Brahmin

ब्राह्मण - ˈbrɑːmənə

A person who knows God; a priest. Brahmin is one of the four Hindu castes. (1)

Representing the fourth and highest Hindu caste or varna in the ancient system, brahmins are characterized by their contemplative nature. In sharing their spiritual wisdom, brahmins are both inspired and inspiring. (2) The other castes of sudras (peasants), vaisyas (merchants), and kshatriyas (noblemen or warriors) represent lower levels of spiritual consciousness. (1)

Members of the brahmin caste are driven by the motivation of moksha, or liberation. (3) As highly spiritual beings, brahmins continually ask the questions of what is true and what is divine will. Brahmins realize that the way to teach others is to remain immersed in inner bliss, and members of the highest caste able to share their consciousness with members of lower castes (4)

Traditionally, brahmins are designated to serve as spiritual teachers or priests. Although priesthood may be a mere profession, for the brahmin spiritual wisdom is the only knowledge worth having, and the wisdom may be shared freely with others. (5) The natural duties of the brahmin are toward mind control (concentration), sense control, self-restraint, purity, forgiveness, integrity, wisdom, faith, and meditation on the higher truth. Although these duties are shared by all people, brahmins must work toward the perfection of their potential. (6)

Members of the brahmin caste fulfill the spiritual calling. The brahmin type has attained eternal rest within himself by conquering his ego and ceases to identify threats outside of himself. (1) The constitution of brahmins is marked by the predominance of the sattva guna; sattva is the principle of enlightenment. (2)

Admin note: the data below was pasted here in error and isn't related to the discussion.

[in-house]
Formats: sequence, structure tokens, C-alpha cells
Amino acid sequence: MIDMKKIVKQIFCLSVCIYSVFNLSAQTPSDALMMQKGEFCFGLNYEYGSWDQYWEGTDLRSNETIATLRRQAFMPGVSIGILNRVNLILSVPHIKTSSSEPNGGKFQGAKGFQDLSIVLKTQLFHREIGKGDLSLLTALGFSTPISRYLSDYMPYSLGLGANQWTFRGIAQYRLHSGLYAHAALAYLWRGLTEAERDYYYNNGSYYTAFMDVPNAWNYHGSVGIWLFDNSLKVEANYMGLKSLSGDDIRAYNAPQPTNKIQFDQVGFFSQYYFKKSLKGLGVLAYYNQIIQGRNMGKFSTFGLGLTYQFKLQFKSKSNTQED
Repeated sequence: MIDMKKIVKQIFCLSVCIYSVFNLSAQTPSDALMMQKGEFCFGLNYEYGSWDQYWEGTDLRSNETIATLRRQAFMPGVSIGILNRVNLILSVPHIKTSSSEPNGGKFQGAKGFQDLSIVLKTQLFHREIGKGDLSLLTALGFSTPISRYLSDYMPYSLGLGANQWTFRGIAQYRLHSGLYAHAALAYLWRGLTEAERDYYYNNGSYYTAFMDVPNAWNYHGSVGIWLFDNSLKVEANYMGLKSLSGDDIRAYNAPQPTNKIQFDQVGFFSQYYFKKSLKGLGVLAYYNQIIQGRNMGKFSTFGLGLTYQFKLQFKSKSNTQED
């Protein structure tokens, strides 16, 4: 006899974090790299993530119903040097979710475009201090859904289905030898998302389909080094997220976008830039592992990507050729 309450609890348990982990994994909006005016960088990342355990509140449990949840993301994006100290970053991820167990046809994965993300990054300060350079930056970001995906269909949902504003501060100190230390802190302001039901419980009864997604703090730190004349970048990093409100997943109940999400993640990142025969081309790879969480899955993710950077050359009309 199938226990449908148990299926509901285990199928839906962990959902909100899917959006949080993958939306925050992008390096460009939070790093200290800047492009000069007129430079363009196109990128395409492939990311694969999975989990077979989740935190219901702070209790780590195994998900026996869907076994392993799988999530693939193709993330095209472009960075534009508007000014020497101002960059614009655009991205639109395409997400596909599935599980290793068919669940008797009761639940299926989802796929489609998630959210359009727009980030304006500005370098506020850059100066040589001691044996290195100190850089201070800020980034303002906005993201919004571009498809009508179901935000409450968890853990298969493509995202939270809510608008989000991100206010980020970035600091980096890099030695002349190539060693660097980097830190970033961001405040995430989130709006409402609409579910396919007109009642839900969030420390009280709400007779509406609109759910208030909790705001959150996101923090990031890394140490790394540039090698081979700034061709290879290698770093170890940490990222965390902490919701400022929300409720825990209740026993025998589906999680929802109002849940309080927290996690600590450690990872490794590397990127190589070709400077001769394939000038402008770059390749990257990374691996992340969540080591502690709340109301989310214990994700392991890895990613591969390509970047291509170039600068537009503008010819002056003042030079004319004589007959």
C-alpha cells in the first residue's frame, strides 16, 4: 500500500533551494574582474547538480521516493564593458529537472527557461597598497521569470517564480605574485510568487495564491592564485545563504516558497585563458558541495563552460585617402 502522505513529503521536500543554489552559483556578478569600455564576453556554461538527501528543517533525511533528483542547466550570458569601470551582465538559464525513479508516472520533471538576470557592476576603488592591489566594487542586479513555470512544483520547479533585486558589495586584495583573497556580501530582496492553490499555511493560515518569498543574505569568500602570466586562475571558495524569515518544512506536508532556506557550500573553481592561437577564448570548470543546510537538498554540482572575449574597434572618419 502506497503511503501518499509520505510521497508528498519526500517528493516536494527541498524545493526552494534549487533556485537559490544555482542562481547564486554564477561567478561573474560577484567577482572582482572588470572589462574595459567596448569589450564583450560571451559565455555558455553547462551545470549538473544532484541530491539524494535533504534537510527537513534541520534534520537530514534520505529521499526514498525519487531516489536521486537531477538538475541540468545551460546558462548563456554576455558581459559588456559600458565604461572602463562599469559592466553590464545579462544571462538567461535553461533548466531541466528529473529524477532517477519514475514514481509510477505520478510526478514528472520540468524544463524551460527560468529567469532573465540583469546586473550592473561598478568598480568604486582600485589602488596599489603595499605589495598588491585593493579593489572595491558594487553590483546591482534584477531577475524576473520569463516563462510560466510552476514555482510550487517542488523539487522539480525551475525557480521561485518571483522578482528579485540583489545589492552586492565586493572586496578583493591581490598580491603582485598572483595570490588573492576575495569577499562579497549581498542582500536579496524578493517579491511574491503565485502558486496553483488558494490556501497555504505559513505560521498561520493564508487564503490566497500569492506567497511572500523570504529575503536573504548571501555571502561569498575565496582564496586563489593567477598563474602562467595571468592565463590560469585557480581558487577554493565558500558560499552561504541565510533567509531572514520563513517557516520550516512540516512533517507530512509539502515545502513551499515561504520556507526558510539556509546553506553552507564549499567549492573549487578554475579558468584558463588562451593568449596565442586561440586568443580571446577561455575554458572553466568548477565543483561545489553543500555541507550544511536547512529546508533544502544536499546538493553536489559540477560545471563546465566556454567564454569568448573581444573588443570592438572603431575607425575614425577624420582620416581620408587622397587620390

Brahmin may also refer to the social caste in India based on heredity; however, the ancient Hindu varna system was actually based on man’s natural inclinations and purposes despite his social class at birth. (2)

References

  1. a b c Awaken to Superconsciousness, by Swami Kriyananda. Chapter 16, “The Higher Stages.”
  2. a b c Autobiography of a Yogi, by Paramhansa Yogananda. Chapter 41, “An Idyl in South India.”
  3. The Essence of the Bhagavad Gita, explained by Paramhansa Yogananda. Glossary.
  4. Out of the Labyrinth, by Swami Kriyananda. Chapter 8, “Truth in Relativity,” Part II, “Directional Relativity.”
  5. Paramhansa Yogananda: A Biography, by Swami Kriyananda. Chapter 13, “Attacks: Racial, Religious, Journalistic.”
  6. The Essence of the Bhagavad Gita, by Paramhansa Yogananda. Chapter 31, “You Shall Attain Me.”